World Rainforest Movement

Why the forest concession model does not solve the structural problems of logging and wood extraction?


Historically, illegal forest exploitation to obtain economically valuable timber has been one of the activities with the highest impact on forests worldwide. Such exploitation facilitates the destruction and disappearance of forests in many regions. And the peoples that depend on them are not only affected by their destruction, but also by the violence and corruption involved in such exploitation. The forest concession model has been propagated as a solution. It would be the “road” to an allegedly “sustainability” of the activity. Forests would regenerate and the model would benefit local communities. But experience with the model shows that it has been unable to fulfil its promises. Neither the many reforms nor the reviews of the forestry sector and concession policy in several countries have managed to solve the problems, even though institutions like the World Bank have spent millions of dollars in this. Enough reasons to raise the question: Why the forest concession model does not solve the structural problems of logging and wood extraction?

The forest concession model keeps the centralized top-down policy, which decides on the use of forests. The model is promoted by the same international institutions, such as the World Bank, that already promoted the failed Tropical Forestry Action Plan, launched 30 years ago to fight against deforestation. Resources come largely from foreign governments, where companies with an interest in the logging sector have their headquarters, and from governments of countries exploiting timber. The forest concession model holds the discourse that timber exploitation is necessary to “develop” the country. But this does not take into account the voices of the peoples and populations who depend on forests, and thus, suffer from the terrible effects of this activity. Often concessions undermine the legitimate rights of peoples, the territories they occupy and forests they use.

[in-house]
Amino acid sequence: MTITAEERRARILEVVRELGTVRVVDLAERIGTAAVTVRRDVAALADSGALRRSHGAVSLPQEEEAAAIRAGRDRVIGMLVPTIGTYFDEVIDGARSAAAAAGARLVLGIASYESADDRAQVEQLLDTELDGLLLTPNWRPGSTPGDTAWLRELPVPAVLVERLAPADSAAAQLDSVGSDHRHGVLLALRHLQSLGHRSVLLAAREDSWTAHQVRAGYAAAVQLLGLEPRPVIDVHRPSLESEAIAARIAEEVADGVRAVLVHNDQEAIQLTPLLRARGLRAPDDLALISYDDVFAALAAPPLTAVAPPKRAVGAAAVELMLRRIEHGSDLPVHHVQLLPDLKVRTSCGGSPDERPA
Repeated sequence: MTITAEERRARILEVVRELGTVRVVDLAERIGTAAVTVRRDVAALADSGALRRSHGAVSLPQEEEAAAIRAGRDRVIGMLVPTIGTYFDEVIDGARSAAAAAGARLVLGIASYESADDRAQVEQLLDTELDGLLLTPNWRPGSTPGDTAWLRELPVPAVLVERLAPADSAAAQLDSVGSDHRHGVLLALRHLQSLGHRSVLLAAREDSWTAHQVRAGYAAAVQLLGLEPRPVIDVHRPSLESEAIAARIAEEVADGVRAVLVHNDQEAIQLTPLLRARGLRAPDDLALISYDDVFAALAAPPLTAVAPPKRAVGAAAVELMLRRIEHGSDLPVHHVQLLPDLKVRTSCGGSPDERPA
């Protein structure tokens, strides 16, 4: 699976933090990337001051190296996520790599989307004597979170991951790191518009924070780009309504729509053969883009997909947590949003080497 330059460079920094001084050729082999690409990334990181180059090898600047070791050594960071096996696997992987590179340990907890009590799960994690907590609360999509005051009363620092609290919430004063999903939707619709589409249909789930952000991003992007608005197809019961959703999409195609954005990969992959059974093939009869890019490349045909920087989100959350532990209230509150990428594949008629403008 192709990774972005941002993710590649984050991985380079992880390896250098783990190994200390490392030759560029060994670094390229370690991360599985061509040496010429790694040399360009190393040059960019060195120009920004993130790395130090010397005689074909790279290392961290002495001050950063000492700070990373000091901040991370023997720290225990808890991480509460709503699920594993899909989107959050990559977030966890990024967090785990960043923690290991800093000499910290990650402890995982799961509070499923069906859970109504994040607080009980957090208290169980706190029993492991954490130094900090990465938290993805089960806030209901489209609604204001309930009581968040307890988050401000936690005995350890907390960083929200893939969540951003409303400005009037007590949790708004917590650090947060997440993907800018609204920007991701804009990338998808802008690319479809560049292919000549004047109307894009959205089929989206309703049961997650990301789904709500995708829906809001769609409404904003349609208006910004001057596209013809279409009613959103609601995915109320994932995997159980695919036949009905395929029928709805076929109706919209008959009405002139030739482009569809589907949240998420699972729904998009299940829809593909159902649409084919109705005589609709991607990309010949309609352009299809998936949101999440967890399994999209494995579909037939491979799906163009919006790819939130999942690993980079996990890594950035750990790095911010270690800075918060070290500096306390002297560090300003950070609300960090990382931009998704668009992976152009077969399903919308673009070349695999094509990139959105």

While the forest concession model promises to redistribute resources from the sale of economically valuable tropical timber, this is a model that encourages the concentration of land. Through the concessions, logging companies obtain control of large areas of forest for long periods of time, even decades. They can own up to millions of hectares of land, increasing in this way their political and economic power, the complete opposite to a fair process of redistribution of wealth and benefits. Moreover, by granting concessions, the governments of forest countries also help companies to “protect” these concessions and associated industrial activities, usually bringing more violence to local populations.

The forest concession model should ensure a supposed legality for logging, with a State regulating the activity through its monitoring bodies and licenses. However, in practice there are still allegations of illegal, criminal practices, and even of war financing, as recently reported by the NGO Global Witness on the Central African Republic (1). One reason for why a serious and responsible governmental authorization and control process does not take place emerges from the general trend towards easing environmental legislation, one characteristic of neoliberal policy, which tends in this case to undermine the potential capacity of the State to monitor and ban large projects. In addition, logging and selling tropical timber of high commercial value is a relatively simple activity: the “product” is already “ready” to be removed from the forest, which encourages concessions holders from other industries (plantations, mining, etc.) to set their eyes on timber. Moreover, it is a highly lucrative activity in itself. Contextual factors explain much of the repeated complaints against stakeholders with the power to authorize and/or monitor concessions, who are also looking to get some profit out of the activity.